This interpretation of the statute finds support in the legislative committee comment to section 1951.2.  (West's Annot. Cal. Codes (1982 Cum. Pocket Part) p. 110.)   The comment states in part as follows:

“Paragraph (4) of subdivision (a) makes clear that the measure of the lessor's recoverable damages is not limited to damages for the loss of past and future rentals.   This paragraph adopts language used in Civil Code Section 3300 and provides, in substance, that all of the other damages a person is entitled to recover for the breach of a contract may be recovered by a lessor for the breach of his lease.   For example, to the extent that he would not have had to incur such expenses had the lessee performed his obligations under the lease, the lessor is entitled to recover his reasonable expenses in retaking possession of the property, in making repairs that the lessee was obligated to make, in preparing the property for reletting, and in reletting the property.   Other damages necessary to compensate the lessor for all of the detriment proximately caused by the lessee would include damages for the lessee's breach of specific covenants of the lease—for example, a promise to maintain or improve the premises or to restore the premises upon termination of the lease.   Attorney's fees may be recovered only if they are recoverable under Section 1717.

“If the lessee proves that the amount of rent that could reasonably be obtained by reletting after termination exceeds the amount of rent reserved in the lease, such excess is offset against the damages otherwise recoverable under paragraph (4) of subdivision (a).   Subject to this exception, however, the lease having been terminated, the lessee no longer has an interest in the property, and the lessor is not accountable for any excess rents obtained through reletting.”  (Emphasis added.)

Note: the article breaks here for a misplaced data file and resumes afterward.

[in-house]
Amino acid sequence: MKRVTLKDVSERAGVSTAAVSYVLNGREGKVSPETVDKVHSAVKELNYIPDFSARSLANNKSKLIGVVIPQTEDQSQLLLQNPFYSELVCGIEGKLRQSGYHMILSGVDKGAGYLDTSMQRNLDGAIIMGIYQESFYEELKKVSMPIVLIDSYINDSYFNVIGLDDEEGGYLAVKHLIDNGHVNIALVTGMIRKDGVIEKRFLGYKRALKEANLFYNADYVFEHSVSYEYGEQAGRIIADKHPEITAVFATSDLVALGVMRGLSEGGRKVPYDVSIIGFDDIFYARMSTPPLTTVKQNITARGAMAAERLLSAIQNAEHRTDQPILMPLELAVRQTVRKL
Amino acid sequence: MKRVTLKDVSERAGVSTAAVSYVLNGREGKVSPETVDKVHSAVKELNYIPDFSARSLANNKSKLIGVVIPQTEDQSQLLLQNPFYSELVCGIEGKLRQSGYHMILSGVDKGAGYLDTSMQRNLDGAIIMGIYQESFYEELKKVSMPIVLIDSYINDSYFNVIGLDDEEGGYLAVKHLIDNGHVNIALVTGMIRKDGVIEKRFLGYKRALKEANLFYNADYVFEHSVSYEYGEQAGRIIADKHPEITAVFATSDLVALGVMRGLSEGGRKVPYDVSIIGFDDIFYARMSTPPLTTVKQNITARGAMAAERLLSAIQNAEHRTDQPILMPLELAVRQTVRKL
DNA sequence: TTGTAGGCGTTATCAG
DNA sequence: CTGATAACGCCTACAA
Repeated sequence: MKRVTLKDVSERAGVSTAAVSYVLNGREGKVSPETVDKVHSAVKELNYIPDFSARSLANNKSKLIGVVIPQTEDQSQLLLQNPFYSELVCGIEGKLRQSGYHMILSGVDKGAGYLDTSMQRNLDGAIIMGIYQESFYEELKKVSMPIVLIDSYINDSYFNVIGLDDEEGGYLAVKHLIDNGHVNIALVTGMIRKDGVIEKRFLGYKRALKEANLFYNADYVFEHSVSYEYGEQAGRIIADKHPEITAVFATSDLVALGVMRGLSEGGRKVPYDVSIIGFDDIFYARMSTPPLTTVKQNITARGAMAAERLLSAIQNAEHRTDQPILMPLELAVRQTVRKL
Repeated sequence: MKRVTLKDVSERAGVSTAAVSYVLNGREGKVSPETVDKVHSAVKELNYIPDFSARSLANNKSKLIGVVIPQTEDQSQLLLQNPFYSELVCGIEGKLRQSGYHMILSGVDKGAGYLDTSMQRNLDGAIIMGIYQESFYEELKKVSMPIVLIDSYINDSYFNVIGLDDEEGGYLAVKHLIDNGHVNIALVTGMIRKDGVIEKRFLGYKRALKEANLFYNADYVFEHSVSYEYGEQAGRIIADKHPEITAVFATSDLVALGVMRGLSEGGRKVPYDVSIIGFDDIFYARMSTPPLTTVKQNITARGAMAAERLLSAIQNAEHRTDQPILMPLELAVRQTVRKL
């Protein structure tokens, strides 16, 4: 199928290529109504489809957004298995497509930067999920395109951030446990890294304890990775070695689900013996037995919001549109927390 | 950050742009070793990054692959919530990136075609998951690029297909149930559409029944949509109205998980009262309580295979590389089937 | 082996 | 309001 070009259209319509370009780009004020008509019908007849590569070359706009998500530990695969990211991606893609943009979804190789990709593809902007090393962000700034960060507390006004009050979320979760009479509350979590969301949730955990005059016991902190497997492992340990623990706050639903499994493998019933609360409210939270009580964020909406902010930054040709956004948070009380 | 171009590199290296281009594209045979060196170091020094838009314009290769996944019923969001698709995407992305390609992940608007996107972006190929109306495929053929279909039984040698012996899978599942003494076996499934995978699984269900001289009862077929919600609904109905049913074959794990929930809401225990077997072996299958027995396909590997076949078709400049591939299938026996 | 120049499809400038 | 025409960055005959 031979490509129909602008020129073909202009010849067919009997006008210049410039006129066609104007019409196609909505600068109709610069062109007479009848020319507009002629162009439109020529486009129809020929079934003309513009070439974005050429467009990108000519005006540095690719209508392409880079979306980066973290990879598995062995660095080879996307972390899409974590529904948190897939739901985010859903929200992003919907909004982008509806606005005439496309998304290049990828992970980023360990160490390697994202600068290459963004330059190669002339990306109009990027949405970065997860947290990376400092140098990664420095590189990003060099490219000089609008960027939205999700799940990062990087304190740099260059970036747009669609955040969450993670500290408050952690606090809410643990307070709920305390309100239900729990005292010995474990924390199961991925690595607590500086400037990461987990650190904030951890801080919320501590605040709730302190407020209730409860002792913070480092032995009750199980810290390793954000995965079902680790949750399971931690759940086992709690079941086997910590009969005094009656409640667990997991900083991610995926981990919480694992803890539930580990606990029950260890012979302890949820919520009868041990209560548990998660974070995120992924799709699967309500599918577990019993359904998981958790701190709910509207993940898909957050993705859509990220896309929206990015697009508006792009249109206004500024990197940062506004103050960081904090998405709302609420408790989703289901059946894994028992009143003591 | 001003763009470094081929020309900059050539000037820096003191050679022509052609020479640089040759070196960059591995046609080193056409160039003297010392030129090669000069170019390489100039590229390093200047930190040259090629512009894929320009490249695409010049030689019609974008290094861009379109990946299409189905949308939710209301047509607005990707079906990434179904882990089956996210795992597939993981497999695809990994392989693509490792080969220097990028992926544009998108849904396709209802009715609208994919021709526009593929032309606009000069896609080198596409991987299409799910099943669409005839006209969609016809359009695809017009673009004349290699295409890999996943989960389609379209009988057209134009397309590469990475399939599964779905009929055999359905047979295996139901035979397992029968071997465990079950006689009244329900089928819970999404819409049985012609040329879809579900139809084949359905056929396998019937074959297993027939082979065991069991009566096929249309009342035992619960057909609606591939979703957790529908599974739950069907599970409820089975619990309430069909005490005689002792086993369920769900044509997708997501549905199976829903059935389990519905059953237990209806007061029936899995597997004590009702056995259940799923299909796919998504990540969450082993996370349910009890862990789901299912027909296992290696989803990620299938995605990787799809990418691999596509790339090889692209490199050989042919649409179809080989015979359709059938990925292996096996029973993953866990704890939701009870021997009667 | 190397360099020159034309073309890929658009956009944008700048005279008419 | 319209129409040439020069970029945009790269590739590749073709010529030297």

The fact that the Legislature adopted the language of Civil Code section 3300, which sets forth the measure of damages for the breach of an obligation arising from contract, is significant because the measure of damages for such breach is subject to the well established rule that a party damaged by a simple breach of contract may not recover more on the breach than the party would have received by performance.  Civil Code section 3358 provides:  “Except as expressly provided by statute, no person can recover a greater amount in damages for the breach of an obligation, than he could have gained by the full performance thereof on both sides.”

Since section 1951.2(a)(4) adopts the language of section 3300, we conclude that the measure of damages so stated is subject to the same limitation.

Although the legislative committee comment refers to the excess rentals on reletting being offset against the consequential damages, the allowance for such excess is not in fact a setoff, but is simply a method of determining the actual damages sustained by the lessor as a result of the breach.   Unless the total detriment suffered, whether by loss of rentals or consequential damages, exceeds the amount to be received under the new lease there is in fact no detriment, and hence no damages.

 We conclude that the trial court could properly consider the worth at the time of the award of the amount by which the rent payable under the new lease exceeds the amount of the rental loss for the balance of the term as an offset against the consequential damages incurred by the lessor in connection with the abandonment of the premises by the lessee.

We affirm the judgment of the trial court.

MORRIS, Presiding Justice.

KAUFMAN and TROTTER, JJ., concur.